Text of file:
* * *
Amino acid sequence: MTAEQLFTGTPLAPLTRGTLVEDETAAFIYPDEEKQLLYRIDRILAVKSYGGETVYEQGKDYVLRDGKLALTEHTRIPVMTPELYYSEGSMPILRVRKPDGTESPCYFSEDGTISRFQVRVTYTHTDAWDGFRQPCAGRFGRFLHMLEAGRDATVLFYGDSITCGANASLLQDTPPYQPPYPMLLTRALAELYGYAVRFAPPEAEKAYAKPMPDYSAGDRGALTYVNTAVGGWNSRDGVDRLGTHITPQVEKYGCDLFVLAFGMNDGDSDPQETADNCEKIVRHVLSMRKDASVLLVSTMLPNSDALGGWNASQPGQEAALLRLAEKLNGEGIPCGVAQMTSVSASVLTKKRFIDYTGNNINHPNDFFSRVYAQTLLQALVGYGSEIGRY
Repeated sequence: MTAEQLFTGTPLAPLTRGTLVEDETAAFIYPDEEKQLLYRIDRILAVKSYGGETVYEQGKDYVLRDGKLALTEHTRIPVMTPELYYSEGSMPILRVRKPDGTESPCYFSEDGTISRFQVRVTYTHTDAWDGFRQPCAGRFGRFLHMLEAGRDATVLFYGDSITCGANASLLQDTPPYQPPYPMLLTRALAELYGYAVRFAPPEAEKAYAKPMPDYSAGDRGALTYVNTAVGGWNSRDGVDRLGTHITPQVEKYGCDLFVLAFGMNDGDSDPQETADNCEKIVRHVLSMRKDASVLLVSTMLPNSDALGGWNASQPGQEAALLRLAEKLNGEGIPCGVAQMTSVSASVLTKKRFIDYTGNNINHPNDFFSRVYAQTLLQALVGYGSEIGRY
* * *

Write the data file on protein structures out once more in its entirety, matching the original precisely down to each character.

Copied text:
Amino acid sequence: MTAEQLFTGTPLAPLTRGTLVEDETAAFIYPDEEKQLLYRIDRILAVKSYGGETVYEQGKDYVLRDGKLALTEHTRIPVMTPELYYSEGSMPILRVRKPDGTESPCYFSEDGTISRFQVRVTYTHTDAWDGFRQPCAGRFGRFLHMLEAGRDATVLFYGDSITCGANASLLQDTPPYQPPYPMLLTRALAELYGYAVRFAPPEAEKAYAKPMPDYSAGDRGALTYVNTAVGGWNSRDGVDRLGTHITPQVEKYGCDLFVLAFGMNDGDSDPQETADNCEKIVRHVLSMRKDASVLLVSTMLPNSDALGGWNASQPGQEAALLRLAEKLNGEGIPCGVAQMTSVSASVLTKKRFIDYTGNNINHPNDFFSRVYAQTLLQALVGYGSEIGRY
Repeated sequence: MTAEQLFTGTPLAPLTRGTLVEDETAAFIYPDEEKQLLYRIDRILAVKSYGGETVYEQGKDYVLRDGKLALTEHTRIPVMTPELYYSEGSMPILRVRKPDGTESPCYFSEDGTISRFQVRVTYTHTDAWDGFRQPCAGRFGRFLHMLEAGRDATVLFYGDSITCGANASLLQDTPPYQPPYPMLLTRALAELYGYAVRFAPPEAEKAYAKPMPDYSAGDRGALTYVNTAVGGWNSRDGVDRLGTHITPQVEKYGCDLFVLAFGMNDGDSDPQETADNCEKIVRHVLSMRKDASVLLVSTMLPNSDALGGWNASQPGQEAALLRLAEKLNGEGIPCGVAQMTSVSASVLTKKRFIDYTGNNINHPNDFFSRVYAQTLLQALVGYGSEIGRY